Politico Playbook explained the goal of dueling failed votes as follows: "This is a kind of pressure relief valve release." It is not really intended to end the decommissioning.
McConnell "showed them a body" before
We saw the same drama twice before, once for the lifting of Obamacare in 2017 and once during the previous government shutdown over DACA and the Wall last January.
In this first instance, the cancellation debate of Obamacare was already clearly in trouble. Nevertheless, McConnell had repeatedly voted in favor of a vote, although he had no clear path to get 50 votes (this bill was subject to special rules that required only an absolute majority) for a single plan. He seemed prepared to keep a voice, even if it only showed that none of the existing repeal bill could come about.
The final vote was almost on schedule, even though McConnell was getting closer to health legislation than most people expected. Over the course of several days, the Senate received failed votes on a repeal and replacement plan, a clean repeal bill and a "thin" repeal bill. The last one almost made it – McConnell had cleverly proved that none of the other bills had the support he needed – leaving the "thin" bill as the only possible alternative – but John McCain stopped it with his notorious thumb.
The strategy resulted in a spectacular flare in the Senate, but also added a finality to the months-long debate on health care. McConnell and the rest of the Senate continued the tax reform in the following months.
The same story happened a few months later. Senate Democrats joined the government in January 2018 to try to negotiate with Trump for a permanent solution for DACA beneficiaries whose legal status was jeopardized by the administration. The president proved to be an unreliable negotiator, but the Democrats still wanted some kind of concession to agree to the reopening of the government.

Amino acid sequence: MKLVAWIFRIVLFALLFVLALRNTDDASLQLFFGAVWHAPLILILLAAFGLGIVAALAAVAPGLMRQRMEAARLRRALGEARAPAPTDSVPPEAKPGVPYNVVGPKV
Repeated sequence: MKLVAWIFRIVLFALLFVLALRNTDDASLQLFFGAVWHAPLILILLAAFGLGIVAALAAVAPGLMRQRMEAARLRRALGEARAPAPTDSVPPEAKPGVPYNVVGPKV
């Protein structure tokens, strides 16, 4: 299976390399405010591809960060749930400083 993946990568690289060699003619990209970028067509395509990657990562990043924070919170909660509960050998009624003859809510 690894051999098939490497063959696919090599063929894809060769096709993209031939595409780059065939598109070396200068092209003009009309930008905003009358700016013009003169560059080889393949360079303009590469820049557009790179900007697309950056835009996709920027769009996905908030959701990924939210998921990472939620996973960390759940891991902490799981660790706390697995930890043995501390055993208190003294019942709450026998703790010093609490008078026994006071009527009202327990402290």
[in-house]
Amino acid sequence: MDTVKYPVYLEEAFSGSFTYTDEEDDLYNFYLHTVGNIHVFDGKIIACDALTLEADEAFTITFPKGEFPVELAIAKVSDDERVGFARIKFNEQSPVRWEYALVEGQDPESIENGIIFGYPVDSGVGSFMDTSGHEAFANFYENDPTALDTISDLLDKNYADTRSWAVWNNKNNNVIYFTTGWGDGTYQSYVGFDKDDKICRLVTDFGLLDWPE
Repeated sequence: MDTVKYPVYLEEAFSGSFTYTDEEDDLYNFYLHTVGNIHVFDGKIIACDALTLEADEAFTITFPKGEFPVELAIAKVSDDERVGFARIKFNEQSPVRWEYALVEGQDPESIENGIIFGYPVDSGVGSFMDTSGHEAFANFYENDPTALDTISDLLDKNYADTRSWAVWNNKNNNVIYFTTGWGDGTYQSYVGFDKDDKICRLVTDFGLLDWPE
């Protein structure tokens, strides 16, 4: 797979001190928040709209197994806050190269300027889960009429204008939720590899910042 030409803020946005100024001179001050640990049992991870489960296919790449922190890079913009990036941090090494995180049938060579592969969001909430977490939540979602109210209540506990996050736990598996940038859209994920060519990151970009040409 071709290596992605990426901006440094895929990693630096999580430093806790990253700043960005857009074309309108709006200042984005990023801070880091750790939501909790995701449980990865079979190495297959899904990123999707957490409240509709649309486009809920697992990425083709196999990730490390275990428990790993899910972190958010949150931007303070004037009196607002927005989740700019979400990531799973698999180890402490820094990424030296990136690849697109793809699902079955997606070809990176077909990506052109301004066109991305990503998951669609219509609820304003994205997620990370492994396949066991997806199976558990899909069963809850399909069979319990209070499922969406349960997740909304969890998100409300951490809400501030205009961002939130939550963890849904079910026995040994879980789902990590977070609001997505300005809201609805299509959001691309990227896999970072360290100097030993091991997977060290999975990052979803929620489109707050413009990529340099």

What they got in the end was another "show them the body" moment. McConnell agreed not to impose specific immigration laws but to conduct an "open and fair" debate on immigration unless the Democrats close the government. At the beginning of February, four different immigration bills were put to the vote. Everyone failed in the end.
The Senate is again preparing to receive convicted votes on a major topic.
The trick had served McConnell's purposes. The government reopened this January. The president was protected from an embarrassing situation when his own plan had failed, while a more migrant-friendly version was passed. Both sides realized that they did not actually have enough support for their positions to do something more productive for immigration, so they just kept going – until the recent state of immigration led to a further closure that still has not been resolved.
Now we will do the same on Thursday. Senators will be able to vote, but if both plans fail as expected, President Trump will be prevented from vetoing the government. The votes will not resolve the closure, but they can ease the tension for a few days and give the Republicans the chance to regroup.
It may sound strange, but nowadays the Senate works just as well.